After Christmas 2002, the casual relationship turned serious very quickly. It was the year of my Leaving Cert, and from the outside it may seem like the worst time for a teenager to be in a super-serious relationship, but for me, it couldn’t have come at a better time. I was studying relentlessly, killing myself physically and emotionally, and were it not for JP coming down every weekend, I would have ended up in a hospital. We made each other laugh, we liked the same music, we would talk long into the night/morning (sometimes these were like Ross/Rachel style conversations, the ‘where are we?’ conversations). He told me in these early days that he could see us getting married. The closeted cat-lady in me was looking for the nearest exit. In the strangest of twists, he’s the loving, dedicated partner while I’m the commitaphobe.

JP and I did a lot of growing up together. We went out a lot, as young ones do, especially when in the company of mutual friends. My favourite memory is our first holiday alone together to Blackpool, where we stayed in a B and B around the corner from the beach. Of course we totally underestimated how much money we’d need (plus the bank robbed us for each ATM transaction), meaning that we had £10 by the Monday of our holiday. And we weren’t going home till the Wednesday. To my disappointment, I found kicking the wall beside the ATM didn’t help.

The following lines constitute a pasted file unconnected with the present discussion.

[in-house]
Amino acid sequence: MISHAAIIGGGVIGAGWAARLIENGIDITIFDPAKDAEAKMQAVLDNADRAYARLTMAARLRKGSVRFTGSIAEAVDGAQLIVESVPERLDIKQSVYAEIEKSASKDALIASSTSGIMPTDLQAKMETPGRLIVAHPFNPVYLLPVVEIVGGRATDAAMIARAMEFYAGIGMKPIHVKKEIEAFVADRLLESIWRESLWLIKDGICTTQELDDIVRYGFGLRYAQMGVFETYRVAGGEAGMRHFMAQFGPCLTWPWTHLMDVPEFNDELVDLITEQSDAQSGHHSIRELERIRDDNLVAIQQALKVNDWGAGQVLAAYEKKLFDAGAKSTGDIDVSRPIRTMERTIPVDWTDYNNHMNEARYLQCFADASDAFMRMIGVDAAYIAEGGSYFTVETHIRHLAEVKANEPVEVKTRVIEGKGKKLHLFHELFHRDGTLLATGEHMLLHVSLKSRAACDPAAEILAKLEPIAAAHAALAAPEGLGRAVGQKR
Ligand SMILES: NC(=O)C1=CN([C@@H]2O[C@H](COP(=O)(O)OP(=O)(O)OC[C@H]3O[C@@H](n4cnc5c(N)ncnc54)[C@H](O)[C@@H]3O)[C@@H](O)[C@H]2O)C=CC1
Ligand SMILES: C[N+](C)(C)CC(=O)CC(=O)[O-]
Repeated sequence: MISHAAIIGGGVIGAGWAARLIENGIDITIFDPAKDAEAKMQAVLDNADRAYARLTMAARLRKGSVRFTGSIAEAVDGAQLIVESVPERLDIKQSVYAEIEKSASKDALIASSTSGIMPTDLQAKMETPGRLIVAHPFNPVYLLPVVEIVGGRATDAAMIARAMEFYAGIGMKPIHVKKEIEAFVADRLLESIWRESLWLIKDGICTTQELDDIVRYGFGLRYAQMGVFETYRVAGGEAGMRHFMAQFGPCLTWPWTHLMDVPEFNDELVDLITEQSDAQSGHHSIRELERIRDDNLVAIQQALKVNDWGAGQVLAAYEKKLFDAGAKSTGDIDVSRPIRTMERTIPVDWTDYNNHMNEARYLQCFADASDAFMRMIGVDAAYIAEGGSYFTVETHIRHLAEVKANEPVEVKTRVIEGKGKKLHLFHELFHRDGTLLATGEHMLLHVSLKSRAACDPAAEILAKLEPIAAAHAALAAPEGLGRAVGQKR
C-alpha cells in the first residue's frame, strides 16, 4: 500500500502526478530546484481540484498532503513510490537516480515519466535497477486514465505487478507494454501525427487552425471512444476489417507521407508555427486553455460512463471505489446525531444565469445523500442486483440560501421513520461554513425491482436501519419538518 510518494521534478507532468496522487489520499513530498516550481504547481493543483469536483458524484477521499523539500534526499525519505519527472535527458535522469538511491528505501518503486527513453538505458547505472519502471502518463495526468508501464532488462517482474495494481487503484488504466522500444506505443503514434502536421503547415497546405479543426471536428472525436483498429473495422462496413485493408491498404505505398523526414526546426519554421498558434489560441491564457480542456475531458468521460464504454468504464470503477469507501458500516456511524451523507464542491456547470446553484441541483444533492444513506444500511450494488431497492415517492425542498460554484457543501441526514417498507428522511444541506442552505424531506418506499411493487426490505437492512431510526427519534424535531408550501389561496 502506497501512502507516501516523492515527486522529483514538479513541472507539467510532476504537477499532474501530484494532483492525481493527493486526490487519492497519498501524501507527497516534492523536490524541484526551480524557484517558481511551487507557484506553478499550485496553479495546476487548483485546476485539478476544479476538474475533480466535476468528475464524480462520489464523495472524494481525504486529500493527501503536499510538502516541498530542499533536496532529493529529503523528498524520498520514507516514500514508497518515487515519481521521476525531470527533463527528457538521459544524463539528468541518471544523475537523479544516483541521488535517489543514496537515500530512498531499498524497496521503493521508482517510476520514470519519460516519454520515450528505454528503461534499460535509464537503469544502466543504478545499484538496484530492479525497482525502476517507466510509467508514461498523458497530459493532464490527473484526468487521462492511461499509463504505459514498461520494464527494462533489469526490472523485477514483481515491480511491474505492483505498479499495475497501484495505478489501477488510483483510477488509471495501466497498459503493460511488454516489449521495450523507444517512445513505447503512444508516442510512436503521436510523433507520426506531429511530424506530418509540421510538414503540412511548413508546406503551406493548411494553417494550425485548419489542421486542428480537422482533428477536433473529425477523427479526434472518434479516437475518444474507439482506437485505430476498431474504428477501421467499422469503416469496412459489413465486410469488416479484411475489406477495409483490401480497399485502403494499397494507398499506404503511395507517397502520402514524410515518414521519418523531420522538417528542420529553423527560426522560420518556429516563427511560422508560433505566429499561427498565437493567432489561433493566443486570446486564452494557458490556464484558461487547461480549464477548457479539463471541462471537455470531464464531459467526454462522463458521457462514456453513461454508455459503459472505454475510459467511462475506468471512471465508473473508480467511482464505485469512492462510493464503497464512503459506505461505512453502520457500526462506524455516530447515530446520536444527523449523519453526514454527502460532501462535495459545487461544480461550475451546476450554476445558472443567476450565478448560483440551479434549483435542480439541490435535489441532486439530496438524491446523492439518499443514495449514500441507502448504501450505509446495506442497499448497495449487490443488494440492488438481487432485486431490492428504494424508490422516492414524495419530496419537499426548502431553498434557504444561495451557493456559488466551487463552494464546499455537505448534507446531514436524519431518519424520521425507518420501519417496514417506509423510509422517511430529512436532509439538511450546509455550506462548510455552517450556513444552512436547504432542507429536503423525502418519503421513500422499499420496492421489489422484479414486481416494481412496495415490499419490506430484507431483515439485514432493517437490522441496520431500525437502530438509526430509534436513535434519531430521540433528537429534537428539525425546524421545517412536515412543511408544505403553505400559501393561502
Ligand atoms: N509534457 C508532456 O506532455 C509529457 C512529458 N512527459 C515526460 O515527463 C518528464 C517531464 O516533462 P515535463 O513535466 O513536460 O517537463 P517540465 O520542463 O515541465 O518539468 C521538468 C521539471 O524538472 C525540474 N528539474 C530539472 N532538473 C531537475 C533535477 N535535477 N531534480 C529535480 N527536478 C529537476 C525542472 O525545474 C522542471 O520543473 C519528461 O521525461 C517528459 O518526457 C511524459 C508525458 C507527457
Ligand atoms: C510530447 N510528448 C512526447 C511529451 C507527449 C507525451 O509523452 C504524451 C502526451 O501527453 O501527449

So, let me tell you about my husband. JP is quite possibly the most generous guy I’ve ever met, not just financially but in terms in thoughtfulness too. I remember for our first Christmas together, he got me a white gold chain, a beanie teddy and a couple of CDs. I had got him a digital alarm clock. I don’t think he was impressed.

JP is (well, was) a serious Garth Brooks fan. ‘Unanswered Prayers’ is his favourite song. He always wanted to see GB live in Dublin. I’m sure the irony that this particular song is his favourite did not escape him in July 2014.

JP is anal about two things. Firstly, the ‘Coffee-sugar-tea’ containers must be in that order and facing out. Secondly, the dining chairs must be pushed in neatly when not in use. Sometimes, I deliberately leave them out or swap the containers around to mess with his head.

Working sometimes late hours means that JP sometime ends up watching crap on telly to unwind, such as ‘Judge Judy’ and ‘Road Wars’. Well, that’s his excuse for watching them anyway.

JP is the romantic one in the relationship, and I’m the one who laughs at any clichéd attempts at romance.

I am very thankful that John Paul Fitzgerald came into my life and I know how lucky I am to have someone to share all of life’s adventures with. While I’m particularly grateful that he has given us our beautiful daughter, I will always love him for who he is and will always admire him for his blunt honesty and his dedication to me, our marriage and our family.

Happy Valentine’s Day, honey. Sorry about the embarrassing blog but I couldn’t fit all of this into a card XXXXXX